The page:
Horticultural Highlight: Flowering Dogwood
In this series, the staff of Duke Gardens highlights plants you’ll find within our 55-acre living collection. This week, marketing and communications assistant Katherine Hale features an iconic native tree that represents North Carolina at home and abroad.
Botanical name: Cornus florida
Common name: Flowering dogwood
Family name: Cornaceae (Dogwood Family)
Native range: Eastern North America
Location in Duke Gardens: Historic Gardens, Blomquist Garden of Native Plants
USDA Hardiness Zones: 5-9
With a brilliant white canopy each spring, the flowering dogwood (Cornus florida) is simultaneously one of our most recognizable native trees and an iconic symbol of the American South, one found in both gardens and wild places across the entire southeastern United States. This combination of beauty and ubiquity has earned it the honor of being the official state flower of North Carolina—as well as the official state tree of Virginia and Missouri.
Though the dogwood flower appears simple from a distance, closer inspection reveals that the notched white “petals” are actually bracts, or modified leaves, and the true flowers are in tiny yellow clusters at the center. While most wild trees have pure white bracts, many cultivars sport pink, red or variegated ones, including the popular C. florida f. rubra, ‘American Beauty’, and 'Cherokee Chief'.
Even when not in bloom, dogwoods are easily recognizable thanks to their distinctively patterned bark; spreading, upturned branches; onion-shaped flower buds; paired oval leaves that turn bright red in the fall; and showy red fruits. Along with their considerable beauty, they play important role in native ecosystems—the fruits are an important food source for migratory birds in the fall, and the tree serves as a host plant to many species of moths and butterflies, including the magnificent cecropia silk moth, Hyalophora cecropia, one of the largest moth species in North America.
Although they are understory trees that do best in part shade, dogwoods can tolerate full sun if planted in consistently moist and well-drained soil. Because of their relatively small size, they are an excellent choice for smaller gardens and urban areas where a larger tree would be inappropriate. They are often paired with another showy native understory tree, the eastern redbud (Cercis canadensis), which occupies a similar ecological niche of field and forest edges and often blooms at or around the same time.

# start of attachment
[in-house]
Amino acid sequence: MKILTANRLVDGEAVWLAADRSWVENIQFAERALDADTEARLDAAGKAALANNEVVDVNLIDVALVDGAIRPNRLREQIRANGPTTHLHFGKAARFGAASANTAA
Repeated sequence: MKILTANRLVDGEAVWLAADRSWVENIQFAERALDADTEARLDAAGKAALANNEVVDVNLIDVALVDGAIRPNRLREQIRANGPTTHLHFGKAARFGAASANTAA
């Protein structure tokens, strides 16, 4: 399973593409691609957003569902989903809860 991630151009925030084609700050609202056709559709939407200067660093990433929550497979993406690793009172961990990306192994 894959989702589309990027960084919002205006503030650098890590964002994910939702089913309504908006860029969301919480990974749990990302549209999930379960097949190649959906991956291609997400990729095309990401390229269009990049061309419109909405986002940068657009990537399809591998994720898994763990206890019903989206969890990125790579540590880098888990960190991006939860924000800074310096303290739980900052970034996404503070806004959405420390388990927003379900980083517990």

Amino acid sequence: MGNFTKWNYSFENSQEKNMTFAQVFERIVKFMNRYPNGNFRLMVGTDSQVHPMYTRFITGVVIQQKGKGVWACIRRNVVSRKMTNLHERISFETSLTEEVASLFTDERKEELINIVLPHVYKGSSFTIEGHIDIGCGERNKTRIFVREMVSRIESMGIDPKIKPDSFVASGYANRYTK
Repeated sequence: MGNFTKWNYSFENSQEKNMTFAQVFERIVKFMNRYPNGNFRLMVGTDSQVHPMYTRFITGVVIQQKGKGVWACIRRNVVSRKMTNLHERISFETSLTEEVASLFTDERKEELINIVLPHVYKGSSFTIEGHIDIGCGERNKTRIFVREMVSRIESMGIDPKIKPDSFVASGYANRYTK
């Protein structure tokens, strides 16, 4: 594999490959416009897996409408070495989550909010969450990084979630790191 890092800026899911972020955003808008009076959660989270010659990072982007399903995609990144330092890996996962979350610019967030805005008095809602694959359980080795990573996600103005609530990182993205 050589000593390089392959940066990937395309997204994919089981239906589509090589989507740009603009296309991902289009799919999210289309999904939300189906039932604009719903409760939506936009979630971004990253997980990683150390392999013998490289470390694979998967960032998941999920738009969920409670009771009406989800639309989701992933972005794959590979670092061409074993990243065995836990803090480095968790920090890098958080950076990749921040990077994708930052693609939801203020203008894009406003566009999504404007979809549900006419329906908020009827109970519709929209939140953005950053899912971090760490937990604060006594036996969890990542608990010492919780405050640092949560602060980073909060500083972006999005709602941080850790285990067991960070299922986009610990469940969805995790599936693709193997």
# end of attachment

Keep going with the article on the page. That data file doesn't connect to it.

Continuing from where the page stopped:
Unfortunately, flowering dogwood is often prey to the dreaded dogwood anthracnose, a disease caused by the accurately named Discula destructiva, a fungus that first became prevalent in the late 1970s. The best way to avoid it is to plant resistant varieties, and avoid siting trees in areas with poor drainage or other high-stress locations that reduce their ability to fight off infections.
In addition to its local honors, flowering dogwood has also represented the United States on the global stage. In 1915, the United States sent 40 flowering dogwood saplings to Tokyo in exchange for the hundreds of flowering cherries shipped from Japan to Washington, D.C., three years earlier as token of friendship between the two governments. Unlike the cherry blossoms, which became the nucleus of the famous planting along the Potomac River and Tidal Basin, the dogwood trees fared poorly in their new home, with only one lone survivor at an agriculture high school. To make up for this inauspicious beginning, the U.S. sent 3,000 additional dogwood saplings to Japan to commemorate the centennial of the original exchange—though only time will tell if the trees will become as beloved there as they are in their native land.
Photos from top to bottom: Flowering dogwood flowers, by Clarence Burke; close-up of dogwood bark, by William Hanley; a pink-flowering form in the Blomquist Garden of Native Plants, by Cathi Bodine.